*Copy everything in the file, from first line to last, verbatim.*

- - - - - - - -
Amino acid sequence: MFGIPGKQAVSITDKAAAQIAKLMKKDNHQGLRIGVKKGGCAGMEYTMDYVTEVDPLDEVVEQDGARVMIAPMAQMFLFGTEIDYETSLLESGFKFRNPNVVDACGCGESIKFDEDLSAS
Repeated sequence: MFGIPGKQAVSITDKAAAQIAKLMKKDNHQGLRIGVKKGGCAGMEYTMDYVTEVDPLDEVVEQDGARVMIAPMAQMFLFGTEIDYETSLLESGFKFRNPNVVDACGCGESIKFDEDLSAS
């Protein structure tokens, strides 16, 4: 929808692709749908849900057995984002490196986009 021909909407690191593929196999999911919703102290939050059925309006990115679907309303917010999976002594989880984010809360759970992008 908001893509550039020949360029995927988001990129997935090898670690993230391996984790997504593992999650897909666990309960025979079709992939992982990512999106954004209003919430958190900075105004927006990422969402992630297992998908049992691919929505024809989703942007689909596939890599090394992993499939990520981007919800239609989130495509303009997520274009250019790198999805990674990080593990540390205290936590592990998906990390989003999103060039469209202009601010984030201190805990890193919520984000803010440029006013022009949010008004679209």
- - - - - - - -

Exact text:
Amino acid sequence: MFGIPGKQAVSITDKAAAQIAKLMKKDNHQGLRIGVKKGGCAGMEYTMDYVTEVDPLDEVVEQDGARVMIAPMAQMFLFGTEIDYETSLLESGFKFRNPNVVDACGCGESIKFDEDLSAS
Repeated sequence: MFGIPGKQAVSITDKAAAQIAKLMKKDNHQGLRIGVKKGGCAGMEYTMDYVTEVDPLDEVVEQDGARVMIAPMAQMFLFGTEIDYETSLLESGFKFRNPNVVDACGCGESIKFDEDLSAS
């Protein structure tokens, strides 16, 4: 929808692709749908849900057995984002490196986009 021909909407690191593929196999999911919703102290939050059925309006990115679907309303917010999976002594989880984010809360759970992008 908001893509550039020949360029995927988001990129997935090898670690993230391996984790997504593992999650897909666990309960025979079709992939992982990512999106954004209003919430958190900075105004927006990422969402992630297992998908049992691919929505024809989703942007689909596939890599090394992993499939990520981007919800239609989130495509303009997520274009250019790198999805990674990080593990540390205290936590592990998906990390989003999103060039469209202009601010984030201190805990890193919520984000803010440029006013022009949010008004679209």